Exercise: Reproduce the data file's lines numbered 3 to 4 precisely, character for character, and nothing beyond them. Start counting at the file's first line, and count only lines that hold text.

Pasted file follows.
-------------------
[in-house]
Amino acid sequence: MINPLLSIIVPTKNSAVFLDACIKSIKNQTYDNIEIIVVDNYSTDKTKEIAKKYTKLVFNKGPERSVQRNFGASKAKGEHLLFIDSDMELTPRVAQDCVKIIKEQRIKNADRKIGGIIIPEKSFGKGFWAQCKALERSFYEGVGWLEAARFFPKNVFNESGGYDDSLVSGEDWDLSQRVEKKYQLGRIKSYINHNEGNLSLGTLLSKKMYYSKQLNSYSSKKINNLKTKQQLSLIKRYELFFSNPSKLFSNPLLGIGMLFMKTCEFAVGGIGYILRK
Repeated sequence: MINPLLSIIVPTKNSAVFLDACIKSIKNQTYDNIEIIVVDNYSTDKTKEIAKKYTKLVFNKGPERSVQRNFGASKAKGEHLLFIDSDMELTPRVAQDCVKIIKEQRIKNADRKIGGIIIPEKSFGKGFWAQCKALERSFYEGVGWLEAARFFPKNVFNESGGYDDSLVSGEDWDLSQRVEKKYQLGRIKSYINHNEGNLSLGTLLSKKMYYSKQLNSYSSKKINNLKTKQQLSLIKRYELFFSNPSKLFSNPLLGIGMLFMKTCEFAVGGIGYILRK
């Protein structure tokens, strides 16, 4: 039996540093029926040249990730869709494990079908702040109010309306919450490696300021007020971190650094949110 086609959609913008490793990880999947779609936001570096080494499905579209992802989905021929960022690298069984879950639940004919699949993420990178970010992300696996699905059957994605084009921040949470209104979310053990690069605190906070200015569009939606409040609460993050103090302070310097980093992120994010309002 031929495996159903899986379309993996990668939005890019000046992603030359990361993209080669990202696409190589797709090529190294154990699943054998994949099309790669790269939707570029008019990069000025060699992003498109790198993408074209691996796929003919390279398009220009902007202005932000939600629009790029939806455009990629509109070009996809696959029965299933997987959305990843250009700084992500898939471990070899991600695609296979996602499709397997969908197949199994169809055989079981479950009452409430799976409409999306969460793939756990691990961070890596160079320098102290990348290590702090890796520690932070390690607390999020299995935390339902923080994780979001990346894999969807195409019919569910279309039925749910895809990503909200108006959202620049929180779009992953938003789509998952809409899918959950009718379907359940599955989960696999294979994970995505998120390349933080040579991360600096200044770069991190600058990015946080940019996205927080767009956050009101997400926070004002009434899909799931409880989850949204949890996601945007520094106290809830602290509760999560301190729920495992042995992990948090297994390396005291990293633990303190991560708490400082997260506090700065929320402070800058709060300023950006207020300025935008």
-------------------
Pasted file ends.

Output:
Repeated sequence: MINPLLSIIVPTKNSAVFLDACIKSIKNQTYDNIEIIVVDNYSTDKTKEIAKKYTKLVFNKGPERSVQRNFGASKAKGEHLLFIDSDMELTPRVAQDCVKIIKEQRIKNADRKIGGIIIPEKSFGKGFWAQCKALERSFYEGVGWLEAARFFPKNVFNESGGYDDSLVSGEDWDLSQRVEKKYQLGRIKSYINHNEGNLSLGTLLSKKMYYSKQLNSYSSKKINNLKTKQQLSLIKRYELFFSNPSKLFSNPLLGIGMLFMKTCEFAVGGIGYILRK
């Protein structure tokens, strides 16, 4: 039996540093029926040249990730869709494990079908702040109010309306919450490696300021007020971190650094949110 086609959609913008490793990880999947779609936001570096080494499905579209992802989905021929960022690298069984879950639940004919699949993420990178970010992300696996699905059957994605084009921040949470209104979310053990690069605190906070200015569009939606409040609460993050103090302070310097980093992120994010309002 031929495996159903899986379309993996990668939005890019000046992603030359990361993209080669990202696409190589797709090529190294154990699943054998994949099309790669790269939707570029008019990069000025060699992003498109790198993408074209691996796929003919390279398009220009902007202005932000939600629009790029939806455009990629509109070009996809696959029965299933997987959305990843250009700084992500898939471990070899991600695609296979996602499709397997969908197949199994169809055989079981479950009452409430799976409409999306969460793939756990691990961070890596160079320098102290990348290590702090890796520690932070390690607390999020299995935390339902923080994780979001990346894999969807195409019919569910279309039925749910895809990503909200108006959202620049929180779009992953938003789509998952809409899918959950009718379907359940599955989960696999294979994970995505998120390349933080040579991360600096200044770069991190600058990015946080940019996205927080767009956050009101997400926070004002009434899909799931409880989850949204949890996601945007520094106290809830602290509760999560301190729920495992042995992990948090297994390396005291990293633990303190991560708490400082997260506090700065929320402070800058709060300023950006207020300025935008």